A total of 18 patients were node positive by OSNA analysis and 68 OSNA-negative. With the use of multilevel sectioning with immunohistochemistry (IHC) 30 patients were node positive and 54 IHC-negative. Two patients had missing IHC data. In the IHC node positive patients micro-metastases were found in 2 patients and isolated tumor cells in 28 patients. Recurrence occurred in 2 of OSNA-positive patients vs 9 of OSNA-negative patients and in 5 of IHC-positive patients vs 6 of IHC-negative patients (Table 2). No significant difference in mean DFS for OSNA-positive vs OSNAnegative patients was observed (62.5 months vs 62.0 months (p=0.886)). Also mean DFS for IHC-positive vs IHC-negative patients showed no significant difference (58.1 months vs 62.9 months (p=0.519). Survival data is shown in Table 3 and figure 1a,b &2a,b. The prognostic independence of OSNA and IHC was tested with cox regression analysis. A positive-OSNA status was not associated with significant shorter disease-free survival, (Hazard ratio [HR]= 0.89, 95%CI=0.19-4.14, p=0.886). A positive-IHC status was also not associated with significant shorter disease-free survival, (Hazard ratio [HR]= 1.47, 95%CI=0.45-4.83, p=0.522).

Table 2: Recurrence characteristics.

Lupinepublishers-openaccess-cancer-journal

Table 3: Kaplan-Meier & cox regression analysis.

Lupinepublishers-openaccess-cancer-journal

Figure 1a: Summary table showing the differences between the 3 methods of education.

Lupinepublishers-openaccess-cancer-journal

Figure 1b: Illustration of miniteaching.

Lupinepublishers-openaccess-cancer-journal

Figure 2a: Illustration of mini assessment.

Lupinepublishers-openaccess-cancer-journal

Figure 2b: Illustration of mini assessment.

Lupinepublishers-openaccess-cancer-journal

Discussion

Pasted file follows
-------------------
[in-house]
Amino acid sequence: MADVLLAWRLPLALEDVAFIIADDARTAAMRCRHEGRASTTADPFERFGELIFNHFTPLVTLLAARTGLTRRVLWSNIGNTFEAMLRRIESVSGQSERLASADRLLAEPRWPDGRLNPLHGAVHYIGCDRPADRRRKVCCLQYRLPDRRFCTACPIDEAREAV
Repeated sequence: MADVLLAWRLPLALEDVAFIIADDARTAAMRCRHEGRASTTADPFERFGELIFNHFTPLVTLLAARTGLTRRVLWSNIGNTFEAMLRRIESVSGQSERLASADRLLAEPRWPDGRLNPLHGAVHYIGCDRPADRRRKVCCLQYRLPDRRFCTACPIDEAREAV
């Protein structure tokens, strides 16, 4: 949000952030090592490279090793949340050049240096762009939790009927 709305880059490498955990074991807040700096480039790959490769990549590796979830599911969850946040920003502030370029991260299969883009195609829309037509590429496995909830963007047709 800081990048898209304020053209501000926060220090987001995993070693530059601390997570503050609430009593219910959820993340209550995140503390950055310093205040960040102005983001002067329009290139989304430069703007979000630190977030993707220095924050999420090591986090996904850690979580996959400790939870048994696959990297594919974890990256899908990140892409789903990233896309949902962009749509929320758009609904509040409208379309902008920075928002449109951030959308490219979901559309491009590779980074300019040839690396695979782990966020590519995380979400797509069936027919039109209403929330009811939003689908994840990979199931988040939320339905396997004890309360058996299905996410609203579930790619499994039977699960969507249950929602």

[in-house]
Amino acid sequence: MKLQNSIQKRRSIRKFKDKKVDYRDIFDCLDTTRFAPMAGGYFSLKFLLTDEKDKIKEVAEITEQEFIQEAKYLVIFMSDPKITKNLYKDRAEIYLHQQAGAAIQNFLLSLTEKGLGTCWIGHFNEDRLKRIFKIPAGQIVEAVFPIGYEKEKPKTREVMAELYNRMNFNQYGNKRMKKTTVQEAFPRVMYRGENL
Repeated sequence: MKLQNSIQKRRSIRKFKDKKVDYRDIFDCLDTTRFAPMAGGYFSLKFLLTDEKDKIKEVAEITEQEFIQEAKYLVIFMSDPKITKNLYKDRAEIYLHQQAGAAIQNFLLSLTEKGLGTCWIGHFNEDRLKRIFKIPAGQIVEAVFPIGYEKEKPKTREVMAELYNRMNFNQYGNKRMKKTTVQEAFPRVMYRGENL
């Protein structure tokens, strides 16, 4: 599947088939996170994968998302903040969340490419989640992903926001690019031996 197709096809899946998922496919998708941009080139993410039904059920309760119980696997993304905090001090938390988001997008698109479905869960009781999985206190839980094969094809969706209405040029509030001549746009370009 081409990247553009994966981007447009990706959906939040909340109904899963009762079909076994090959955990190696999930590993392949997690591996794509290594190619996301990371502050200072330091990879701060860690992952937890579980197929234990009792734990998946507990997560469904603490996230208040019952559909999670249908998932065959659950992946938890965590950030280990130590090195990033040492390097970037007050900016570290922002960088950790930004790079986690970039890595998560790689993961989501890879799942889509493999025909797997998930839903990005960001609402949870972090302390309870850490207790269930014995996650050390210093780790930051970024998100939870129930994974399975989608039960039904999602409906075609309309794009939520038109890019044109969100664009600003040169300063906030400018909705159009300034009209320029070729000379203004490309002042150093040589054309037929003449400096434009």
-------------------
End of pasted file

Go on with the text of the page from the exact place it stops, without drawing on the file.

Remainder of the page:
Our study is one of the first published study investigating the prognostic value for disease free survival of OSNA in the long-term follow-up of ex vivo detected SLNs of a small group of stage I&II colon cancer patients, showing no additional prognostic value. Whilst OSNA analysis and IHC can lead to upstaging of early colon cancer patients as described by Vogelaar et al, positive OSNA or IHC status of the ex vivo detected SNLs were no independent predictors for disease free survival in stage I&II colon cancer patients [8]. Therefore, these new upstaging techniques does not provide a more accurate prognostic value. However, the strength of evidence of these findings might be limited because of the reduced power of this study, since this study consisted of a small group of patients. Therefore, the value of these findings must be proven by a bigger study to set these results in a broader perspective. On the contrary, just recently, Itabashi et al. published a 3-years follow-up study of stage I-III CRC patients with sub-analyses in a small group of 70 stage II patients. Showing a significant worse prognosis for stage II OSNA-positive patients [16]. However, 55% of the OSNA-positive and 22% of the OSNA-negative patients were treated with chemotherapy. Since we corrected for this confounder the results of both studies are not comparable. Furthermore, we believe that our study demonstrates more representative results since chemotherapy influence survival outcome. The above shown discrepancy in OSNA-positive SLNs and SLNs harboring micro metastasis with IHC suggests that the OSNA cut-off value for micro metastasis (> 250-5000 copies of mRNA) is maybe not accurate enough to make a prognostic distinction between positive and negative LN status in stage I&II colon cancer patients [11-17]. New studies in breast cancer patients showed a more accurate cut-off value (> 2500 copies of mRNA) for the detection of micro metastases as a prognostic cut-off value, supporting this suggestion [17,18]. Therefore, it is likely that some LNs harboring ITCs are staged as positive nodes with the OSNA analysis leading to upstaging without clinical prognostic relevance, which is in line with some previous studies showing the prognostic value of micro metastasis but not of ITCs [4-20]. The strength of evidence of this study might be limited because of the combination of datasets from two different hospitals. However, both hospitals used the same protocol for the work up of the LNs and OSNA analysis. Although the type of marker used to detect the SLNs was different between the two hospitals, previous studies have shown that there is a high correlation between these different makers, and therefore it is very likely that this difference did not affect the detection rates [21]. Besides the OSNA cut-off value, the prognostic value of total tumor load (TTL) is recently investigated in breast cancer patients [22]. TTL is defined as the total number of CK19 mRNA in all OSNA positive SLNs [22]. These studies demonstrated that a TTL of > 15.000 mRNA is a new tool to predict the metastatic involvement of non-sentinel axillary nodes [22]. This new intra-operative tool could be of interest in early colon cancer patients when, in the future, more minimally invasive surgery will be performed. However, this data is not yet available in colon cancer patients and therefore further research is needed.